Ad spend in Australia hasn't fallen as much as many other key markets, according to analysis of media agency spend across the US, UK, New Zealand and Canada.
SMI (Standard Media Index) says sophisticated advertising markets are averaging a 28.2% fall in advertising spend in the first wave of the COVID-19 pandemic, according to data from March to the end of May.
James Fennessy, SMI's gobal CEO, says the one common factor was that all markets reported record ad spend falls over the three months.
"This global pandemic is having an impact on advertising markets which is far more severe than what we ever reported during the 2008/9 global financial crisis when the size of the year-on-year declines being reported each month never reached more than 16%," he says.
"So this has been an unfortunately unique experience given the sheer size of the ad spend declines being reported..
The largest three-month decline was in Canada where total national marketer ad spend fell 36.2% over the March-May period while the lowest decline was the UK where the total was back 21.9%.
Australia was down 24.6%.
"The other similarity across each of these markets is that the TV and Digital media are the largest in terms of share of national marketer spending, but a key take-out from our analysis is that the levels of decline are not consistent despite these media featuring numerous global media groups,’’ he says.
Fennessy says the data highlighted the difficulty large advertisers and media companies have in tracking ad spend across multiple media markets as the trends varied by country.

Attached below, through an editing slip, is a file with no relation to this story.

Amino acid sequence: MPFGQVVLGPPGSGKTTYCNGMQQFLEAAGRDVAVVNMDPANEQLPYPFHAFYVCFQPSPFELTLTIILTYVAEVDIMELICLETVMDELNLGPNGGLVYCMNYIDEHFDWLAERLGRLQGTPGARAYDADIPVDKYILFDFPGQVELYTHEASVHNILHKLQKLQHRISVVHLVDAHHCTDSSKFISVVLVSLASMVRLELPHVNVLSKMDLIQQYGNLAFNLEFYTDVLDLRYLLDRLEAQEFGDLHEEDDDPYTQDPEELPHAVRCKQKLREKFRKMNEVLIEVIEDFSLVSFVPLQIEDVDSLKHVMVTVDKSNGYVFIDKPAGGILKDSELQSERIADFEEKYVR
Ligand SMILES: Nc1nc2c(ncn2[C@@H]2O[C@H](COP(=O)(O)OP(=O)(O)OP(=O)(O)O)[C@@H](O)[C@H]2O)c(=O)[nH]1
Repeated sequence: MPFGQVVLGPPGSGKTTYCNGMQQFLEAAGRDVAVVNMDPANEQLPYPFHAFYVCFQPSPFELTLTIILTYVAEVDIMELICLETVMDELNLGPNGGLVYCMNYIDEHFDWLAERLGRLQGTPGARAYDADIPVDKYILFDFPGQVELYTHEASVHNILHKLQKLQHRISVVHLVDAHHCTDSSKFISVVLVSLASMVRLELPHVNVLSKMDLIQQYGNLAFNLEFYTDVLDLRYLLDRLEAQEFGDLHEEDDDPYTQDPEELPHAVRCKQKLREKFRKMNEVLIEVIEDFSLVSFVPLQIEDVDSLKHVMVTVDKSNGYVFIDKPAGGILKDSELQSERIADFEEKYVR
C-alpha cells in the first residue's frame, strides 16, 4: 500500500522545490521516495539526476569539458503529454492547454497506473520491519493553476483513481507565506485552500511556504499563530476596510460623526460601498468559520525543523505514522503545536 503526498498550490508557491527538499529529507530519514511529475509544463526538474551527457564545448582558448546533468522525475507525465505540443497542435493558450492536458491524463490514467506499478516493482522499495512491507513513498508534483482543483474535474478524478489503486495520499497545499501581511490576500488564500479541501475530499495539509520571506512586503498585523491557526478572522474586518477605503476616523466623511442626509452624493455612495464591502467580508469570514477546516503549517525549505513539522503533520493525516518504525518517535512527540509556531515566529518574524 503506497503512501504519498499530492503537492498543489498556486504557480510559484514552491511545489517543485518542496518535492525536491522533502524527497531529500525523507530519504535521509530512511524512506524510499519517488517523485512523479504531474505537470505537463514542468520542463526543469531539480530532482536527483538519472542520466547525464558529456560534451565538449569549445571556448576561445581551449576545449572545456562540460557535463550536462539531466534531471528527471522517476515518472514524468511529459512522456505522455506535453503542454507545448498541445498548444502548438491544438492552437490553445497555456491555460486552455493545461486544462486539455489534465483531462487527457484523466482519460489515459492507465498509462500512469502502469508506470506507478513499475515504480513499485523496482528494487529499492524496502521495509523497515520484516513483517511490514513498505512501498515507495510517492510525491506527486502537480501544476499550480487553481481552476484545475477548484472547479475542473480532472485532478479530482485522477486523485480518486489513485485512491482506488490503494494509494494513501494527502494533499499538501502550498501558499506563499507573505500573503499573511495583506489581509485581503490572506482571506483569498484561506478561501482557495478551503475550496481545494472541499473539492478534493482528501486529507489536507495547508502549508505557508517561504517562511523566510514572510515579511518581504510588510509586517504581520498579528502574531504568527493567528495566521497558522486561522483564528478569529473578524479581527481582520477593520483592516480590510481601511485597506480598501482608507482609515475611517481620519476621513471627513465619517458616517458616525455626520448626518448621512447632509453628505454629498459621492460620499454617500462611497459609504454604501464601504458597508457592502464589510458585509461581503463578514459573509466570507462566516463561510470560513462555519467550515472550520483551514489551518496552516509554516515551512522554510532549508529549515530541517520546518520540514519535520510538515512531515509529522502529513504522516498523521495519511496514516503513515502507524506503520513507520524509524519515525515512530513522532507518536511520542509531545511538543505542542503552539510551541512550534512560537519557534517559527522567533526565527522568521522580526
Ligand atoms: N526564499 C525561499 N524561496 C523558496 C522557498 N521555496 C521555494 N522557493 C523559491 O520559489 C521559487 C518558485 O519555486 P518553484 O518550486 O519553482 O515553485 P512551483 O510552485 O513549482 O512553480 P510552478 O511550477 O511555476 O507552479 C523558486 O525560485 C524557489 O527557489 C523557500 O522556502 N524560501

"There are many aspects of the global media industry which are similar – for example some reality style TV content formats translate across markets – but it’s a very different situation when it comes to advertising as there’s no consistency on how product categories move spend across media verticals,’’ he says.
Insurance companies reduced their investment on US TV by 9.7% but in Australia they grew their TV investment by 3.1%.
"The data really highlights the degree to which these mostly large multinational corporates are tailoring their media investments according to the local markets,’’ he says.
The SMI data also shows a continuing decline in programmatic ad spend through this crisis in the US and Australian
But this form of digital advertising is continuing to grow share in the UK and NZ digital media.
In Australia, NZ and the UK, technology-related categories if ad spend grew.
In the US, the pharmaceutical category was the only significant market to report higher media investment.
Travel category advertising bookings fell 78% in the US, 61% in the UK and Australia, 65% in Canada and 76% in NZ.
"In every market, the loss of such a vibrant category has severely impacted many media," Fennessy says.
But there is good news.
SMI’s data in all countries showing strengthening advertising demand in June with the US emerging as one of the best performing markets with the value of ad spend falling just 20%.
"The key message here is that the advertising markets are moving off the bottom and are beginning to rebuild," he says.
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